The following morning we head into the field. I like to start each outcrop with a short story, which helps to embed the basic geology in the participants’ heads. For example, when looking at deep water sedimentary deposits, they learn about the 1929 earthquake in Grand Banks, Newfoundland. This triggered landslides that sent turbidity currents racing downslope at up to 130 km/hour, breaking transatlantic cables in at least 23 places. The resulting tsunami reached Portugal, while the cable breaks allowed scientists to prove the existence of turbidites for the first time. Hopefully the next time someone mentions turbidites in the office, they will think of sediment-laden plumes careering through submarine canyons.
The next thing is to set the participants loose. At every outcrop they are given a simple exercise, usually a combination of observations, followed by interpretations. An example would be to sketch an outcrop and then to try to pick out the different sediment packages. Once completed, they have to pick out the potential reservoirs, and decide how to drill them. Each exercise is carefully designed to build upon the ones preceding it, developing the confidence of the students by not introducing too many new concepts in too short a space of time. Two field trip leaders, both experienced geologists, move between the teams to help them whenever necessary.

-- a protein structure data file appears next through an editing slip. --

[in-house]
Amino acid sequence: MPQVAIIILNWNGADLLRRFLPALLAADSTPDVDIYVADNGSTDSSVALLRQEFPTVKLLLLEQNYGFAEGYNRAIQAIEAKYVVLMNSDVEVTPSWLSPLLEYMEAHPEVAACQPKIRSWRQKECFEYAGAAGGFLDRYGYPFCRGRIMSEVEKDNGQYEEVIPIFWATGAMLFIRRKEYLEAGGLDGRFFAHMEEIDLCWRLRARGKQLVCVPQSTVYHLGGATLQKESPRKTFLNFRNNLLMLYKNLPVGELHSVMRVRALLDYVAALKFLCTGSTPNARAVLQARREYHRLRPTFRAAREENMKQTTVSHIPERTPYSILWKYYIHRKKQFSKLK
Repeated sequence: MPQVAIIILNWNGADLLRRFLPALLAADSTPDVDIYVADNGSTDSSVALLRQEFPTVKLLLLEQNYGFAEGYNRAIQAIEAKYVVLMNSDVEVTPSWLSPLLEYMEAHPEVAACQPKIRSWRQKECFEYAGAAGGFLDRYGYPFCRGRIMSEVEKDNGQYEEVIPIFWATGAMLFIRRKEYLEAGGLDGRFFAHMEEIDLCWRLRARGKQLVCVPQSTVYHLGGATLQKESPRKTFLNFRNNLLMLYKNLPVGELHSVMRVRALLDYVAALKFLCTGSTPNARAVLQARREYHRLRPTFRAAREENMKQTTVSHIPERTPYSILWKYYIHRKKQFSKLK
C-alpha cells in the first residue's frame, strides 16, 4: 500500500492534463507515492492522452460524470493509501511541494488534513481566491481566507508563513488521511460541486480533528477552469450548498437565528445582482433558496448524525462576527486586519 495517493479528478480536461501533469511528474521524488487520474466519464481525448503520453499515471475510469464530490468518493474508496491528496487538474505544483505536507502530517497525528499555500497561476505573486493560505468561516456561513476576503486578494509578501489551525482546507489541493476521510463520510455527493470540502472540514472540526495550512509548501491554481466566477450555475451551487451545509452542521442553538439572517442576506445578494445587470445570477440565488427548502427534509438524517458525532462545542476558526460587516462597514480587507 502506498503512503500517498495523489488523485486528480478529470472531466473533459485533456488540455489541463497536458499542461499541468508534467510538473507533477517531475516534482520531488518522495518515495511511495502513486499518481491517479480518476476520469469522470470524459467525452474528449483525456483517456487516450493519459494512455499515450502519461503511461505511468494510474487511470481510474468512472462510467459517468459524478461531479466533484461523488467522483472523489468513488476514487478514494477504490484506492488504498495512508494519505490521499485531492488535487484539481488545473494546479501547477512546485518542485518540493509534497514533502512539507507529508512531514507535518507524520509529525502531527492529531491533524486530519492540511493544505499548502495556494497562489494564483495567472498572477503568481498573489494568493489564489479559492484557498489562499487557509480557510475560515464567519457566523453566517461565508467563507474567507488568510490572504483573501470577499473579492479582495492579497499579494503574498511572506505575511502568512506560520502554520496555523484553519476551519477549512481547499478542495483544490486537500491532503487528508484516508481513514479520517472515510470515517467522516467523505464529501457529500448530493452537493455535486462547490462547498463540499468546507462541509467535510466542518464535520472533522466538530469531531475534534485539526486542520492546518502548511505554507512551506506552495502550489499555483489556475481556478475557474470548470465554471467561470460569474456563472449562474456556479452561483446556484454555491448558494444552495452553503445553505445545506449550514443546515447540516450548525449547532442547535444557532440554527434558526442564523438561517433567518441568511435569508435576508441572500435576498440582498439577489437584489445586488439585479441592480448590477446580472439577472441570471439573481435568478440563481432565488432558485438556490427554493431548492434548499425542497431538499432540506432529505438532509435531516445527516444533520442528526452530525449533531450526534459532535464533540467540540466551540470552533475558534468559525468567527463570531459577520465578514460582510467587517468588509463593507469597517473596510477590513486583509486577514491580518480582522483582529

After completing an exercise, a team will be chosen at random (to keep them all on their toes) to present their findings, which leads to a facilitated discussion. There are no wrong answers. The field trip leader will draw their attention to some of the aspects that help to determine the answer to each exercise. Any specialists on the trip may be asked to contribute, for example the geophysicist may be asked whether a particular bed or structure would be visible on a seismic line. A white board is an invaluable aid for everything from explanations of depositional settings and structures to sketching what the participants should be focusing on.